Abstract:
This thesis addresses the design and analysis of resource allocation policies in largescale stochastic systems, motivated by examples such as the Internet, cloud facilities, wireless networks, etc. A canonical framework for modeling many such systems is provided by "stochastic processing networks" (SPN) (Harrison [28, 29]). In this context, the key operational challenge is efficient and timely resource allocation. We consider two important classes of SPNs: switched networks and bandwidth-sharing networks. Switched networks are constrained queueing models that have been used successfully to describe the detailed packet-level dynamics in systems such as input-queued switches and wireless networks. Bandwidth-sharing networks have primarily been used to capture the long-term behavior of the flow-level dynamics in the Internet. In this thesis, we develop novel methods to analyze the performance of existing resource allocation policies, and we design new policies that achieve provably good performance. First, we study performance properties of so-called Maximum-Weight-[alpha] (MW-[alpha]) policies in switched networks, and of a-fair policies in bandwidth-sharing networks, both of which are well-known families of resource allocation policies, parametrized by a positive parameter [alpha] > 0. We study both their transient properties as well as their steady-state behavior. In switched networks, under a MW-a policy with a 2 1, we obtain bounds on the maximum queue size over a given time horizon, by means of a maximal inequality derived from the standard Lyapunov drift condition. As a corollary, we establish the full state space collapse property when [alpha] > 1. In the steady-state regime, for any [alpha] >/= 0, we obtain explicit exponential tail bounds on the queue sizes, by relying on a norm-like Lyapunov function, different from the standard Lyapunov function used in the literature. Methods and results are largely parallel for bandwidth-sharing networks. Under an a-fair policy with [alpha] >/= 1, we obtain bounds on the maximum number of flows in the network over a given time horizon, and hence establish the full state space collapse property when [alpha] >/= 1. In the steady-state regime, using again a norm-like Lyapunov function, we obtain explicit exponential tail bounds on the number of flows, for any a > 0. As a corollary, we establish the validity of the diffusion approximation developed by Kang et al. [32], in steady state, for the case [alpha] = 1. Second, we consider the design of resource allocation policies in switched networks. At a high level, the central performance questions of interest are: what is the optimal scaling behavior of policies in large-scale systems, and how can we achieve it? More specifically, in the context of general switched networks, we provide a new class of online policies, inspired by the classical insensitivity theory for product-form queueing networks, which admits explicit performance bounds. These policies achieve optimal queue-size scaling, in the conventional heavy-traffic regime, for a class of switched networks, thus settling a conjecture (documented in [51]) on queue-size scaling in input-queued switches. In the particular context of input-queued switches, we consider the scaling behavior of queue sizes, as a function of the port number n and the load factor [rho]. In particular, we consider the special case of uniform arrival rates, and we focus on the regime where [rho] = 1 - 1/f(n), with f(n) >/= n. We provide a new class of policies under which the long-run average total queue size scales as O(n1.5 -f(n) log f(n)). As a corollary, when f(n) = n, the long-run average total queue size scales as O(n2.5 log n). This is a substantial improvement upon prior works [44], [52], [48], [39], where the same quantity scales as O(n3 ) (ignoring logarithmic dependence on n).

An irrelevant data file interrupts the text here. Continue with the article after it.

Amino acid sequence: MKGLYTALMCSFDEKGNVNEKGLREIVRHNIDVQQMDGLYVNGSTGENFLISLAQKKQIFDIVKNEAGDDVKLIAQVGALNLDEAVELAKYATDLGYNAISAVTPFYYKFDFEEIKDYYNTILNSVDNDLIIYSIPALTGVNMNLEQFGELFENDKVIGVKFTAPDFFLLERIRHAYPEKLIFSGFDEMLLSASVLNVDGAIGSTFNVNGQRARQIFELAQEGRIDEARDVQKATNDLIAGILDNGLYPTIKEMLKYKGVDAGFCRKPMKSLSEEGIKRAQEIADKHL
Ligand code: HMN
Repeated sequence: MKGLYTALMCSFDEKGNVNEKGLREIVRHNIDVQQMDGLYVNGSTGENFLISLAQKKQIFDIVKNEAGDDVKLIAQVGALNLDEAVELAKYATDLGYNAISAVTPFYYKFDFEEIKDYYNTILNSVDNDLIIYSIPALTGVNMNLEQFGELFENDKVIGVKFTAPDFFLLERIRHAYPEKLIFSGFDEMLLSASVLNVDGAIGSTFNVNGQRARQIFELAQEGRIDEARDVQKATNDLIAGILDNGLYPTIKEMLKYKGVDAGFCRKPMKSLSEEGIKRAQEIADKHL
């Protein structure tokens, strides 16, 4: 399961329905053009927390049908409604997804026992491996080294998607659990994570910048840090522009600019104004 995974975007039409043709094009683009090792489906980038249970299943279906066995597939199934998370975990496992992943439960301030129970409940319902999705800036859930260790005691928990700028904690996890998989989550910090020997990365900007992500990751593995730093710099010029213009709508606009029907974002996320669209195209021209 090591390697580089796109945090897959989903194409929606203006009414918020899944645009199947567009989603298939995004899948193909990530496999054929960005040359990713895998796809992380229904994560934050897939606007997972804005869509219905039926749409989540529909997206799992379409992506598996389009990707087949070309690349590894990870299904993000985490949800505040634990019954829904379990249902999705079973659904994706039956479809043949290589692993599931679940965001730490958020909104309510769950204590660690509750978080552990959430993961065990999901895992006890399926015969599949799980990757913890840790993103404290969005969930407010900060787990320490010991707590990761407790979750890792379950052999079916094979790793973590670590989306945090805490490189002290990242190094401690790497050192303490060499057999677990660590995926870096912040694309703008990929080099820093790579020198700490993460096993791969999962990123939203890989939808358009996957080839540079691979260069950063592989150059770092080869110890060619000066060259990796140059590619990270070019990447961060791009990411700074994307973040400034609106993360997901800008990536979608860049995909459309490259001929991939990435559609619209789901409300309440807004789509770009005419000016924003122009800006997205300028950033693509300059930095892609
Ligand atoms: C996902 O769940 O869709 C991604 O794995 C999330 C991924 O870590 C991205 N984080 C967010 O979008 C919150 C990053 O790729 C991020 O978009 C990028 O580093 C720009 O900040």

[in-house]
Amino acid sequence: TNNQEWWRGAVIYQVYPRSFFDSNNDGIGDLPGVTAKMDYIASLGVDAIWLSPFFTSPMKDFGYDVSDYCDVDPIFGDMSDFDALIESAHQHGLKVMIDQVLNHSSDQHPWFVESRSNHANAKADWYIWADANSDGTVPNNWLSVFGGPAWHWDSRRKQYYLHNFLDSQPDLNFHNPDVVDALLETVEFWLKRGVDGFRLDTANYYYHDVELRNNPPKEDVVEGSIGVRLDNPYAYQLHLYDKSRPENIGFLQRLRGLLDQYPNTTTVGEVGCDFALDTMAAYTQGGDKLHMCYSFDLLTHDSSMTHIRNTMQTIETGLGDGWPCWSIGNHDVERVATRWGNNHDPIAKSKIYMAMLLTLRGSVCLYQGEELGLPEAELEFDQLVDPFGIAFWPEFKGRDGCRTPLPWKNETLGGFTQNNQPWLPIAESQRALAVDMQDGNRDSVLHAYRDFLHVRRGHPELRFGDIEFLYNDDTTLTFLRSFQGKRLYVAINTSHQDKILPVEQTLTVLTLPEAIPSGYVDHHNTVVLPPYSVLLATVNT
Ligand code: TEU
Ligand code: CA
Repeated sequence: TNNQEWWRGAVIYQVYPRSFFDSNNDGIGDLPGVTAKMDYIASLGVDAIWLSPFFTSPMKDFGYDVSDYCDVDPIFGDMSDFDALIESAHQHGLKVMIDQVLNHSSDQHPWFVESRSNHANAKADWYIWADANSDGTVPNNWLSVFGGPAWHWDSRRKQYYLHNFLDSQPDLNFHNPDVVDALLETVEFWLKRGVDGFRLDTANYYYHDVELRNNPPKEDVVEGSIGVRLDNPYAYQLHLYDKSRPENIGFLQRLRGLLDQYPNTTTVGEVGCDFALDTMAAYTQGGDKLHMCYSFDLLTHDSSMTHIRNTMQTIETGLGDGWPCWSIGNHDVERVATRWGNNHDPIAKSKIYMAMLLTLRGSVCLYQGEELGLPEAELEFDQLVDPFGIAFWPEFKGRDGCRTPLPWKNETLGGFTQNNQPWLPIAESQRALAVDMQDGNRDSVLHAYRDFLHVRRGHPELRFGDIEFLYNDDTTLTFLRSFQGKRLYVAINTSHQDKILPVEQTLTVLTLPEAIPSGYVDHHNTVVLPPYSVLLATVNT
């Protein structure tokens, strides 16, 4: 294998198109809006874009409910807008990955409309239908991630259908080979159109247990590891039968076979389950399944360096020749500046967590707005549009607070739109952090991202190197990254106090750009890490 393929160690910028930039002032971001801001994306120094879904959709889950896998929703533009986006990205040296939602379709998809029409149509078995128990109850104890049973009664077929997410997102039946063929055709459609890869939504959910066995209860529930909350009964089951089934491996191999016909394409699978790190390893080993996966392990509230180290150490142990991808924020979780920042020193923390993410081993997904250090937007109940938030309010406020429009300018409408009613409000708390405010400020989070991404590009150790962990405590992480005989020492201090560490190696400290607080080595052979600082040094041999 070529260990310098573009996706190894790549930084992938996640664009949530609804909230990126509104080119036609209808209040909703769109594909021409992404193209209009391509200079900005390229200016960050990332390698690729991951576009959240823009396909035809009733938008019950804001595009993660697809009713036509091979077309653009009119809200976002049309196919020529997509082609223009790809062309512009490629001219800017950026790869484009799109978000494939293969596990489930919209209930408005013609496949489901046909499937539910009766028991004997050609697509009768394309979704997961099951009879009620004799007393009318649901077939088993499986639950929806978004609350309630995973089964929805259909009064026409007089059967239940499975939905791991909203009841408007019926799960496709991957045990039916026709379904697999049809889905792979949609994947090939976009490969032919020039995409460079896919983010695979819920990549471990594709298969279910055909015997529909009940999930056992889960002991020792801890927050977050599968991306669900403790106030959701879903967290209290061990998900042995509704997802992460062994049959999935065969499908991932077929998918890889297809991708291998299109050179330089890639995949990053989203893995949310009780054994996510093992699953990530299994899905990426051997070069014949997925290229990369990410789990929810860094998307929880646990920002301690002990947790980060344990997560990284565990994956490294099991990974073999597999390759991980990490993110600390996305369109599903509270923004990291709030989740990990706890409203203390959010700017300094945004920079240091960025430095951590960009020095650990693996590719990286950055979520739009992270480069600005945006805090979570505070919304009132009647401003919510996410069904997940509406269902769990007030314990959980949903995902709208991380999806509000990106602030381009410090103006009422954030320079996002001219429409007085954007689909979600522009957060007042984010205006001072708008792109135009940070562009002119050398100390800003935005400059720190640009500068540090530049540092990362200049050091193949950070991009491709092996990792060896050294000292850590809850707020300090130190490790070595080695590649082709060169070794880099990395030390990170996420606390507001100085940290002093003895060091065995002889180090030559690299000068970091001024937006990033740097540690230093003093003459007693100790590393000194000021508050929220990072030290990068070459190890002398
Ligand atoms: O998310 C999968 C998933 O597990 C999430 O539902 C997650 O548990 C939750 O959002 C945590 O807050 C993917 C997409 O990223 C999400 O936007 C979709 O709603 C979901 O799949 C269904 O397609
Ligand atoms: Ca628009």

Description:
Thesis (Ph. D.)--Massachusetts Institute of Technology, Sloan School of Management, Operations Research Center, 2012.; Cataloged from PDF version of thesis.; Includes bibliographical references (p. 189-193).